Yet, despite screening programs, fancy technology and powerful drugs, about a dozen children a year in Canada die because of congenital syphilis. Sadly, most are first nations communities, where poverty is endemic and antenatal screening leaves a lot to be desired.

In the developing world, the deaths are counted in the hundreds of thousands.

Putting the brakes on that carnage is now doable and affordable.

There is a rapid test for syphilis that, with a few drops of blood, can provide a pretty accurate diagnosis within 15 minutes andantibiotics can be injected on the spot, curing the infection.

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The partnership – which includes the Bill & Melinda Gates Foundation, Save The Children, the U.S. Centers for Disease Control and Prevention, the London School of Hygiene and Tropical Medicine, and the WHO – wants to make that test standard.

So far, they have tested the idea in seven countries – Brazil, China, Haiti, Peru, Zambia, Uganda and Tanzania – and the results were so immediate, that each jurisdiction adopted the approach permanently. (And, in an era where health dollars are tight, that speaks volumes.) The syphilis test – and treatment where necessary – costs only about $1.50. It can also be done at the same time as a rapid HIV test, which is now routine for women in virtually all developing countries. (Moms infected with HIV can avoid passing the virus on to their babies with a drug cocktail that is cheap and highly effective.)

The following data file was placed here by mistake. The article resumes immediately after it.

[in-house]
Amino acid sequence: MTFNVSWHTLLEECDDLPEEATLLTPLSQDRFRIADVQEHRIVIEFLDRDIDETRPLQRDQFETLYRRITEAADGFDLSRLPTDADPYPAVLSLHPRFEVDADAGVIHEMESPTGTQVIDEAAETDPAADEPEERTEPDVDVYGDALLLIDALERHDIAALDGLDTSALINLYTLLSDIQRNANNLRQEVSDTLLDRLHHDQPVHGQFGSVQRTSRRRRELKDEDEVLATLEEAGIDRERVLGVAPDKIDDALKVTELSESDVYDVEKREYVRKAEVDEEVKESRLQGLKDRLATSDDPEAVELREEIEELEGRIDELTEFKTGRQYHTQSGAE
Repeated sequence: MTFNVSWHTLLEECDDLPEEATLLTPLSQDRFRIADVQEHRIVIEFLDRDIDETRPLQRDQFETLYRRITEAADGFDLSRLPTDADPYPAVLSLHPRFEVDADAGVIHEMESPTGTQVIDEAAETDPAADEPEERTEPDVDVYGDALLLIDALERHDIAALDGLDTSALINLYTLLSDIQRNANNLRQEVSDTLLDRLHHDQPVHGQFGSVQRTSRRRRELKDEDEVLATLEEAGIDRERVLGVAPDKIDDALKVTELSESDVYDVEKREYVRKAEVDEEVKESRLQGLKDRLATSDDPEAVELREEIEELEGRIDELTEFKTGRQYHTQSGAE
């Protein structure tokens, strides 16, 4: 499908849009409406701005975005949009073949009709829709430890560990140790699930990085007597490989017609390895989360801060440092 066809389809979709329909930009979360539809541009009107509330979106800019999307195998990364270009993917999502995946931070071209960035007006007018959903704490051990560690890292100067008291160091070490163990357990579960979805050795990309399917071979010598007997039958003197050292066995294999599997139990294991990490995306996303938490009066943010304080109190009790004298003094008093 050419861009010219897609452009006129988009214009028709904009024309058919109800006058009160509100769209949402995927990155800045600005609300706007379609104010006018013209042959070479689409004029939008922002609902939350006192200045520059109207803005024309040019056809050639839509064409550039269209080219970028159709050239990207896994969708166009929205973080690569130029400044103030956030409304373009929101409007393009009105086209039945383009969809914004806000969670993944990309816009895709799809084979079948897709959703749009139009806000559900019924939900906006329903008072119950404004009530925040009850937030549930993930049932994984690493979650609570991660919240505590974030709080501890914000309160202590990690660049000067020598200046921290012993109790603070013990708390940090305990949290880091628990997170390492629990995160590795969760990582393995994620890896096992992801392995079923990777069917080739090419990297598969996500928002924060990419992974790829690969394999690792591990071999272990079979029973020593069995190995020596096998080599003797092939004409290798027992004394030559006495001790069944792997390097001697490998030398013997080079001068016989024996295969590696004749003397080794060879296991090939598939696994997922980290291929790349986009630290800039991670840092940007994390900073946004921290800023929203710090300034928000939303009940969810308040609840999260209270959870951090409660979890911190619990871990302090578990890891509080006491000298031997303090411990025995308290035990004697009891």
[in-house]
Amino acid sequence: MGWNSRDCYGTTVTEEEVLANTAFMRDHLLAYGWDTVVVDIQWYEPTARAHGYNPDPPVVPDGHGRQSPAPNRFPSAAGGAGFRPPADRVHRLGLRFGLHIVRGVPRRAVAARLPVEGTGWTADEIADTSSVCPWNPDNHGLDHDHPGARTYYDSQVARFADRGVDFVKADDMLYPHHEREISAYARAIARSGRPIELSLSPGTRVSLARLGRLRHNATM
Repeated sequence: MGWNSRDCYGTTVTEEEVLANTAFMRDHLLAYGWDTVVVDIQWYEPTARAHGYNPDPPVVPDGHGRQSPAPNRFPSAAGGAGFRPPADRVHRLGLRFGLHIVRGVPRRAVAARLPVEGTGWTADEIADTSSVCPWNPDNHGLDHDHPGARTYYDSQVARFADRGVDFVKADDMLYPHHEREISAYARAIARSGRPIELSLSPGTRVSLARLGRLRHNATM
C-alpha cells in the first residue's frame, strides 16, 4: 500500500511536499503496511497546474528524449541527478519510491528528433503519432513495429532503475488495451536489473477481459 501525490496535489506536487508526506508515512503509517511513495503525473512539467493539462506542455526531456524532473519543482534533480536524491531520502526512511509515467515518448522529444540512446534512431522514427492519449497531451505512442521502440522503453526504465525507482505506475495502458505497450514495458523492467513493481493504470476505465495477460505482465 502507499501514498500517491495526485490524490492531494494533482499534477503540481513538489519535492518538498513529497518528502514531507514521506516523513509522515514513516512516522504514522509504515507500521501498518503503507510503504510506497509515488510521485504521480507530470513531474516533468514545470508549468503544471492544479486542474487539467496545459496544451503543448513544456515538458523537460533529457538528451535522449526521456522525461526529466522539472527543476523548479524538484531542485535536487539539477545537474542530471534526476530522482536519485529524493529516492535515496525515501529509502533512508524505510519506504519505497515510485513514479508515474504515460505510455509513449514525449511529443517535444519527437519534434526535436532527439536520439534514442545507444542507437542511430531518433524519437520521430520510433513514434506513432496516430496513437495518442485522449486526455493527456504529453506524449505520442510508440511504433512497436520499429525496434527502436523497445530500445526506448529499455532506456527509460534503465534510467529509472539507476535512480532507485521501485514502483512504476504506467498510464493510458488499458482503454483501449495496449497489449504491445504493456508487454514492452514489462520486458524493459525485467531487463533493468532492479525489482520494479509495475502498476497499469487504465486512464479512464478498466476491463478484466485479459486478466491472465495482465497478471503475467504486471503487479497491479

A study published in the medical journal Lancet Infectious Diseases showed just how impactful such a program can be. The research team, led by Sarah Hawkes of University College in London, reviewed 10 published studies. The team found that the blood test and antibiotics combo reduced stillbirths in women with syphilis by an impressive 58 per cent and, overall, adverse outcomes fell by 69 per cent.

And, most impressive of all about these numbers is that they are not theoretical. These studies were not done in controlled conditions, they were done in the real world.

The ability to save lives is there. The cost is negligible. The only real impediment, in the words of David Mabey of the London School of Hygiene and Tropical Medicine, is the "perception among many public health experts, program managers and policy makers that syphilis has disappeared has probably been the greatest barrier to preventing syphilis deaths in babies"

This level of ignorance – and related inaction – is deadly, and unconscionable.

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About the Author
Public health reporter

André Picard is a health reporter and columnist at The Globe and Mail, where he has been a staff writer since 1987. He is also the author of three bestselling books.André has received much acclaim for his writing. More